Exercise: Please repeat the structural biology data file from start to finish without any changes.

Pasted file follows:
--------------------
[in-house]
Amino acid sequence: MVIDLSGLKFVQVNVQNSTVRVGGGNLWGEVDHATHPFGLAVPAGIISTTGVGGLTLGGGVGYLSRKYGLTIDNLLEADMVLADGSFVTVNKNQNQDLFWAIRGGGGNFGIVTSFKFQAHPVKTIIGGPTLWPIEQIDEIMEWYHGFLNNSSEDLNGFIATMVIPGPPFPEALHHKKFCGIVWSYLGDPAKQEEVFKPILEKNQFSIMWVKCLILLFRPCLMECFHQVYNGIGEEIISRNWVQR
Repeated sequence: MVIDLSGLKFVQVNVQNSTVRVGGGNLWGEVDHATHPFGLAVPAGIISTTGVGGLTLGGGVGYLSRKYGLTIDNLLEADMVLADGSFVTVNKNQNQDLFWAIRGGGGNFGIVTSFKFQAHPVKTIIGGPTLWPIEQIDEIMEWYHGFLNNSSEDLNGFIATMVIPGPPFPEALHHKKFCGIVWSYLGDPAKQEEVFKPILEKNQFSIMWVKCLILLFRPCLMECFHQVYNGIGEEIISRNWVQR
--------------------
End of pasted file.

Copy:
[in-house]
Amino acid sequence: MVIDLSGLKFVQVNVQNSTVRVGGGNLWGEVDHATHPFGLAVPAGIISTTGVGGLTLGGGVGYLSRKYGLTIDNLLEADMVLADGSFVTVNKNQNQDLFWAIRGGGGNFGIVTSFKFQAHPVKTIIGGPTLWPIEQIDEIMEWYHGFLNNSSEDLNGFIATMVIPGPPFPEALHHKKFCGIVWSYLGDPAKQEEVFKPILEKNQFSIMWVKCLILLFRPCLMECFHQVYNGIGEEIISRNWVQR
Repeated sequence: MVIDLSGLKFVQVNVQNSTVRVGGGNLWGEVDHATHPFGLAVPAGIISTTGVGGLTLGGGVGYLSRKYGLTIDNLLEADMVLADGSFVTVNKNQNQDLFWAIRGGGGNFGIVTSFKFQAHPVKTIIGGPTLWPIEQIDEIMEWYHGFLNNSSEDLNGFIATMVIPGPPFPEALHHKKFCGIVWSYLGDPAKQEEVFKPILEKNQFSIMWVKCLILLFRPCLMECFHQVYNGIGEEIISRNWVQR